Potential Therapeutic Approaches for Stroke Using Induced Pluripotent Stem Cells

Review Article

Austin J Biomed Eng. 2014;1(4): 1016.

Potential Therapeutic Approaches for Stroke Using Induced Pluripotent Stem Cells

Valerio LSA1,2 and Sugaya K3*

1Institute for Scientific Research and Technology Services (INDICASAT), City of Knowledge, Republic of Panama.

2Department of Biotechnology, Acharya Nagarjuna University, Guntur, India

3Burnett School of Biomedical Sciences, University of Central Florida, USA.

*Corresponding author: :Sugaya K, Burnett School of Biomedical Sciences, College of Medicine, University of Central Florida, 6900 Lake Nona Boulevard, Orlando, FL, 32827, USA.

Received: July 02, 2014; Accepted: July 31, 2014; Published: Aug 01, 2014


Stroke is a principal cause of mortality in most countries and up to date there is no cure or potential therapeutic treatment available for this debilitating condition. Human induced pluripotent stem (hiPS) cells are an important source for autologous cells used in regenerative medicine in order to treat brain damage after a stroke has occurred. Recent studies have suggested that transplanted neural cells derived from hiPS cells have the potential to survive, differentiate and improve motor behavior in stroke animal models. In this review, we discuss the conditions needed to reprogram hiPS cells for clinical trials, the strategies used to differentiate hiPS cells toward neural stem cells (NSC) lineage along with their functionality and morphological characteristics studied in vitro. We further address the features founded in vivo after graft transplantation of these neural cells into stroke animal models.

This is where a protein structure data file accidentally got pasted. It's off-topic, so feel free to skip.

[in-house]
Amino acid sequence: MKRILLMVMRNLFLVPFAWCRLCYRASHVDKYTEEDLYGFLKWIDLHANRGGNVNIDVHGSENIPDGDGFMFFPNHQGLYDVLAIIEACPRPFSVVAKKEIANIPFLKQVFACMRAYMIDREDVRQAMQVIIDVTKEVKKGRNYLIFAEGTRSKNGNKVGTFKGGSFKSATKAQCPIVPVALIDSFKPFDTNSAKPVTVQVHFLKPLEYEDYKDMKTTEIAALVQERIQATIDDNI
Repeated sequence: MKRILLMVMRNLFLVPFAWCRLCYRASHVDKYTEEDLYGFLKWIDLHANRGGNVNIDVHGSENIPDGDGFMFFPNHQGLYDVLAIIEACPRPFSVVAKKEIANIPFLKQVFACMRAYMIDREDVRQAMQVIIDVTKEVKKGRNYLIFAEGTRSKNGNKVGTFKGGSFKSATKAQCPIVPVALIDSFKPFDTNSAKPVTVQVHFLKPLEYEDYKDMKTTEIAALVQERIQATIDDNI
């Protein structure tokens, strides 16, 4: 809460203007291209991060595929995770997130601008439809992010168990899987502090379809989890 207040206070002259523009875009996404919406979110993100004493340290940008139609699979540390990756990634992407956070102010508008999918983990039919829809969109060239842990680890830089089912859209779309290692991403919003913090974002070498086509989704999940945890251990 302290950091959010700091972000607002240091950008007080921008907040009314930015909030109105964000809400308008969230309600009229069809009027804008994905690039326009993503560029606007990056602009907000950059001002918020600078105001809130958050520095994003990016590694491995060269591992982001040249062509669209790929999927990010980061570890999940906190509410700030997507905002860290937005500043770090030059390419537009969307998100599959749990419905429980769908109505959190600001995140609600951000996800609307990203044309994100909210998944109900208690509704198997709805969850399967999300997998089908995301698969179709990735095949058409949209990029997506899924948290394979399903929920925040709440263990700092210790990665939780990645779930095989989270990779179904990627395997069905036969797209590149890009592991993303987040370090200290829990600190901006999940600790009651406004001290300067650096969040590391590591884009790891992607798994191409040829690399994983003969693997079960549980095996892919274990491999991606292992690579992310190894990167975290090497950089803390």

Keywords: Stroke; Stem Cells; Transplantation; Neural tissue


hiPS: Human induced pluripotent stem cells; NSC: Neural Stem Cells


Stroke is a leading cause of mortality and disability worldwide. About 750,000 people experience a modality of strokes each year, and the cost of maintaining these patients’ reaches in excess of billions just in USA [1]. Stroke is a condition in which the brain of an individual is deprived of oxygen and nutrients because the lack of blood supply, which results in death or loss of neural functions. This event is generated by the rupture of an artery/blood vessel in the hemorrhagic stroke, or by the obstruction of a blood vessel for a clot in the ischemic stroke.

The consequences of the damage depend primarily on the area affected, the magnitude of the lesion, the immune response (which may increase damage due to the release of reactive oxygen species and chemokines that attack healthy neurons) and neurorepair mechanisms. If the patients are affected in their locomotor and/or sensory motor areas, then these patients may experience the loss of well-coordinated movements, speech, remembrance, feeling or even total disability. Occipital lobe lesions may disrupt the ability to see; temporal lobe lesion may affect the ability to hear; parietal lobe lesion may interrupt sensory information; and frontal lobe may affect cognition.